Natural Gas Will Remain a Key Stopgap in the Green Transition

With the world looking to transition away from fossil fuels, the energy industry cautions that this greener future may not happen without natural gas.

The International Gas Union, with over 160 members around the world, is a non-profit organization advocating for natural gas as an integral part of global energy, Ariel Cohen, a Senior Fellow at the Atlantic Council and the Founding Principal of International Market Analysis, wrote for Forbes. Natgas is seen as a a “transition” fuel from hydrocarbons to renewables.

“Fuel switching from dirty coal and oil applications to clean gas is a proven solution that works now,” IGU Andrea Stegher, a Senior Vice President of Commercial & Stakeholder Engagement in the Italian energy giant SNAM, said. “We shouldn’t just focus on future unproven or non-commercial technology’ ‘perfect’ solutions and forget what can have a significant beneficial effect today.”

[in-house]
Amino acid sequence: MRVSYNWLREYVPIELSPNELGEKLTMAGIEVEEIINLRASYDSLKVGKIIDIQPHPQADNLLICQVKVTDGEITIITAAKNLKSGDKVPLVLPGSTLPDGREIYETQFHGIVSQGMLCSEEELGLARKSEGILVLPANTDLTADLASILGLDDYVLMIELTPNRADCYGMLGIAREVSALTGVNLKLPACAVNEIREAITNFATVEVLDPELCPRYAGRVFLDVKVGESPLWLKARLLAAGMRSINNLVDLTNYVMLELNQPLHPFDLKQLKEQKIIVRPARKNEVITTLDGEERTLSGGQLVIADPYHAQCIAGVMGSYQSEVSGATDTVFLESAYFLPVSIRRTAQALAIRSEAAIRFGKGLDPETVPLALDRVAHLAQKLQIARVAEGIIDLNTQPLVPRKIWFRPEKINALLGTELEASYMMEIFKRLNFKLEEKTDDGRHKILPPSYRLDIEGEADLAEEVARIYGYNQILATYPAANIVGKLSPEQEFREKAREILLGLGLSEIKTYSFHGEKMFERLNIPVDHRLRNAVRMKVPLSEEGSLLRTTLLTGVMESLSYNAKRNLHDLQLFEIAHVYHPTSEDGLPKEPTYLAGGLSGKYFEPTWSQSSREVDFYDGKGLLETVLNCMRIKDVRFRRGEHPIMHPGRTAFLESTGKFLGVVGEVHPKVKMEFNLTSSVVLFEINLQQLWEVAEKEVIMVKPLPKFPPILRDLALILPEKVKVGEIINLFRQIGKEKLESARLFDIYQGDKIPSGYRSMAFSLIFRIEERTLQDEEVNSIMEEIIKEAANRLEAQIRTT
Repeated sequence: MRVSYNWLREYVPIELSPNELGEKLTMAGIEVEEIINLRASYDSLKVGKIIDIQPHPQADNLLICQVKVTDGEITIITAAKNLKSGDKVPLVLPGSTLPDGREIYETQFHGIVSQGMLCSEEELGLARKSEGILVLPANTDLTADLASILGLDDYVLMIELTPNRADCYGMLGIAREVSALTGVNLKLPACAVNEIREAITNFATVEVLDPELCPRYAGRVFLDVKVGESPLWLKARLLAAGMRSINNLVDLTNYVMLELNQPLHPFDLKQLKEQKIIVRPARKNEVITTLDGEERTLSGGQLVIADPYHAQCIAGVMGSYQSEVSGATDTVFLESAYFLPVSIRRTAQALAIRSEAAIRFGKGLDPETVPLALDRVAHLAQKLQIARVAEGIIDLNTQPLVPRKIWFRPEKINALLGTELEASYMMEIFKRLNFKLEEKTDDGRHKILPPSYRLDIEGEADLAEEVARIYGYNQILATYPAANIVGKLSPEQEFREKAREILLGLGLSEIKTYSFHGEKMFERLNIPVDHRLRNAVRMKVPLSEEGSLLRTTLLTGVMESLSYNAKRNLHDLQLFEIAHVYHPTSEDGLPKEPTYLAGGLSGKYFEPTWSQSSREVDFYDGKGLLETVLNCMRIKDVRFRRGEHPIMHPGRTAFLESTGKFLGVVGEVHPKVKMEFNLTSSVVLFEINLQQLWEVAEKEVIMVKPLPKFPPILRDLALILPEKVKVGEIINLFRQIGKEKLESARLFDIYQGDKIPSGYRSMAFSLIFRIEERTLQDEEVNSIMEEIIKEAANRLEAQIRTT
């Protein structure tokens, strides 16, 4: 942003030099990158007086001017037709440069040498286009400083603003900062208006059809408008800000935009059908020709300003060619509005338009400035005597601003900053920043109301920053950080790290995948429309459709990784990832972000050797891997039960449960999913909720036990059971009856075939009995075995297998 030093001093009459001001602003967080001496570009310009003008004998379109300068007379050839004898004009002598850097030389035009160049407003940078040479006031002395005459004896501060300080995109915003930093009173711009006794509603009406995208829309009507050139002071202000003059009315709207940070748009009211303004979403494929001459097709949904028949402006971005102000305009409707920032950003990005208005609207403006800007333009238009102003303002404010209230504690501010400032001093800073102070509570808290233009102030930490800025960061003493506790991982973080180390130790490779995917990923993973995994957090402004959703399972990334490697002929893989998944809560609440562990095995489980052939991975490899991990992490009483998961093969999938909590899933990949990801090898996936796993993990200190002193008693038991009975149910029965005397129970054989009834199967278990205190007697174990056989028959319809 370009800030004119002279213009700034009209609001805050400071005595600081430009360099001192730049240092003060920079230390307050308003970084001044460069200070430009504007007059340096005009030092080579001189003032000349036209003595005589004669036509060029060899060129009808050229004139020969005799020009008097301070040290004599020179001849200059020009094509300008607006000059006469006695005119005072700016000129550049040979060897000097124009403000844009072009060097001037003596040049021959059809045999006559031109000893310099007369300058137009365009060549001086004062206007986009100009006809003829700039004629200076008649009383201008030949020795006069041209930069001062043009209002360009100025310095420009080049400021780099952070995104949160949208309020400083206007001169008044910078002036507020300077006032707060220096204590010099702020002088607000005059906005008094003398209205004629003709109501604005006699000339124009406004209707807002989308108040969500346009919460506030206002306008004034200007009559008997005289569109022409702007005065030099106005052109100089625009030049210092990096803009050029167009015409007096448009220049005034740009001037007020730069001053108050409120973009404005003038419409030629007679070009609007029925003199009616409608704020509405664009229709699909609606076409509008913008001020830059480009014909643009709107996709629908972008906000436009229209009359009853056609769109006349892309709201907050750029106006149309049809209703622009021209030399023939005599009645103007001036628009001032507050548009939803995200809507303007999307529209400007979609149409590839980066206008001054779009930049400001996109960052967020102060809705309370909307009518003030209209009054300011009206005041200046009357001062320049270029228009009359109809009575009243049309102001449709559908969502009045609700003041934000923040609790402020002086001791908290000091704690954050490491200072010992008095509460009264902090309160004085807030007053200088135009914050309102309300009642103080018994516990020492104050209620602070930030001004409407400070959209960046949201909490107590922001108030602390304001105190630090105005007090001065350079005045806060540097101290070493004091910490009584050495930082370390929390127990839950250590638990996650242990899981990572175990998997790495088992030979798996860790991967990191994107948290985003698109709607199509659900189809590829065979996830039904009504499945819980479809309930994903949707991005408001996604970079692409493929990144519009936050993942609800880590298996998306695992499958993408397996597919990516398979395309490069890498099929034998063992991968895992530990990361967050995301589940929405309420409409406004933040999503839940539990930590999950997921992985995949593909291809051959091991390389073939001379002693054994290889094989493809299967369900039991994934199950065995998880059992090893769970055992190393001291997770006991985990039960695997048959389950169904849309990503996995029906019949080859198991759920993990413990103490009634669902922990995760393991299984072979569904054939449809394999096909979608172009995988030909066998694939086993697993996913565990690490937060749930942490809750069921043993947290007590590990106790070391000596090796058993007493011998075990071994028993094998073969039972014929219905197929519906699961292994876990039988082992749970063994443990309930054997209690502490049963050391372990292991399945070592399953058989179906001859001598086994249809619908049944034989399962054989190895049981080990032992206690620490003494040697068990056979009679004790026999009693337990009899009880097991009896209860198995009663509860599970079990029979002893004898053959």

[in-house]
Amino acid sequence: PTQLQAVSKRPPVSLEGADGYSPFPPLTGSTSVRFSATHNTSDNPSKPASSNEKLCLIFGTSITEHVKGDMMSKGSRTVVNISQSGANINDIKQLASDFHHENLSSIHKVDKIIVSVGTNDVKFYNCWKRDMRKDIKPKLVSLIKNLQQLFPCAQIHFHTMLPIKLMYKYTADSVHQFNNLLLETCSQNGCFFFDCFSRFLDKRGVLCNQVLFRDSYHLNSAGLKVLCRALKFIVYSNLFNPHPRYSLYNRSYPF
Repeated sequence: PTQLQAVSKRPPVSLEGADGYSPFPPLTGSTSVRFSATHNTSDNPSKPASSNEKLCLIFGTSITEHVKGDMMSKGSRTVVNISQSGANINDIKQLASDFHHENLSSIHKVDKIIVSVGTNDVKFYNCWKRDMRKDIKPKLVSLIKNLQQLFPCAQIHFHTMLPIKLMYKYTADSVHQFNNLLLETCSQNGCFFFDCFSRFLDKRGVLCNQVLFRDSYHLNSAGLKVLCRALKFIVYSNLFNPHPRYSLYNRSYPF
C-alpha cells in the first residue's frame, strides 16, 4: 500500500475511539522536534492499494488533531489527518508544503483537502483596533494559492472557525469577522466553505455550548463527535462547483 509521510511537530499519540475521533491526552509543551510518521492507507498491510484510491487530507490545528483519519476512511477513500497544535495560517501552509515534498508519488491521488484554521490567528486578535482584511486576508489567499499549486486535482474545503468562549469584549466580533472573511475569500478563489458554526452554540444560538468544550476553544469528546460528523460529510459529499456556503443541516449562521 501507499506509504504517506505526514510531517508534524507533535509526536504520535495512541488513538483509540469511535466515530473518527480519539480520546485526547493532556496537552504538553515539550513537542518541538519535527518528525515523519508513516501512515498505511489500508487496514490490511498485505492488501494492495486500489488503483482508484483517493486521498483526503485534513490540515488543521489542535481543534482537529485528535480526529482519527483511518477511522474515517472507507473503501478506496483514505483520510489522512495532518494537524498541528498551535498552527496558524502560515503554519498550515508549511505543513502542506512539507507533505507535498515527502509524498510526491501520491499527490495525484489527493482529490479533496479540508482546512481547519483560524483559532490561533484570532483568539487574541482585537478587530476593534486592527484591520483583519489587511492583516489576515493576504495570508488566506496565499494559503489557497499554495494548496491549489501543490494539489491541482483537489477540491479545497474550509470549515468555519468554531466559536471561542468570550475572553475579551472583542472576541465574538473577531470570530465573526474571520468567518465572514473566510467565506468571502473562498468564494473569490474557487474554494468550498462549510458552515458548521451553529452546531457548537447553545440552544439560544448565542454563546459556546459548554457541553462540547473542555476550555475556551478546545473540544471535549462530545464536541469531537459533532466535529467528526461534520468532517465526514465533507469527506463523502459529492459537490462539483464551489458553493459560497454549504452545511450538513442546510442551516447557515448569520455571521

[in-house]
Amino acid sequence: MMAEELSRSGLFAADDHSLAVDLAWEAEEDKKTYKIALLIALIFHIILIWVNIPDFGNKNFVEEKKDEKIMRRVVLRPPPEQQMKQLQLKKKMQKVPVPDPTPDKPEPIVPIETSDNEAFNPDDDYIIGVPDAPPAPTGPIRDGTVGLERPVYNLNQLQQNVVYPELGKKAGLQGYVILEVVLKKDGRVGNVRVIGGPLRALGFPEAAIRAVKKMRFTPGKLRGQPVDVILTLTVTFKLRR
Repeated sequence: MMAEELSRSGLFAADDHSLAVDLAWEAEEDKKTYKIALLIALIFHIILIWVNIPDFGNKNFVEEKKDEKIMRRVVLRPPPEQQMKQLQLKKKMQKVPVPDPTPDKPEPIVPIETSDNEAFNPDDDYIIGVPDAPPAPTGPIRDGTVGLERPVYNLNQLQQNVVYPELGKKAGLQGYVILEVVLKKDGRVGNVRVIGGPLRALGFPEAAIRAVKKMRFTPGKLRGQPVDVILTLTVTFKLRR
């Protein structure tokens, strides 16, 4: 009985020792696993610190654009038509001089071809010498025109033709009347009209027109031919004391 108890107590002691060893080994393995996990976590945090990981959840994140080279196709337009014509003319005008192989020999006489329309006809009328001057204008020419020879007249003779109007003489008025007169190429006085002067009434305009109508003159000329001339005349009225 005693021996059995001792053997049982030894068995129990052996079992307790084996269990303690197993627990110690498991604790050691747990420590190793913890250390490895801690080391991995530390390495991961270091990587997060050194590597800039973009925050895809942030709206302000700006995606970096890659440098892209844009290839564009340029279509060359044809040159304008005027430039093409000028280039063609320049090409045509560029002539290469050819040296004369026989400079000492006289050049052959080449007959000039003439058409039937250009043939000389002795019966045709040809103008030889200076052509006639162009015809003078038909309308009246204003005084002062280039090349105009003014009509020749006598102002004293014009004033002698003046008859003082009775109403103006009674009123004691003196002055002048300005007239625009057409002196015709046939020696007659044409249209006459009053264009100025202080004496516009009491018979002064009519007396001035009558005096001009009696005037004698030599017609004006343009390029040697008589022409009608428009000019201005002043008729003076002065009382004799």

The industry is looking to supply some two billion poorer consumers with electricity. Market observers have noted that the world cannot expect these new users to only consume electricity from renewables, as their countries do not have the financial resources, the industrial base, or the technical knowledge to provide it. While richer or more developed countries can afford to invest in renewables, poorer countries are still trying to get basic light, heat, and power for their growing populations.

“Gas is not in competition with renewables,” Stegher added. “Gas is the catalyst for and foundation of enhanced renewable capacity.”

“The integrated gas-based grids are essential when renewables are less effective due to bad weather, or the lack of wind or sunshine, as has been the case in the UK for the past month and has happened in California and Texas more dramatically,” Stegher said. A fair distribution of costs in grid expansion needs to be addressed by policy makers.

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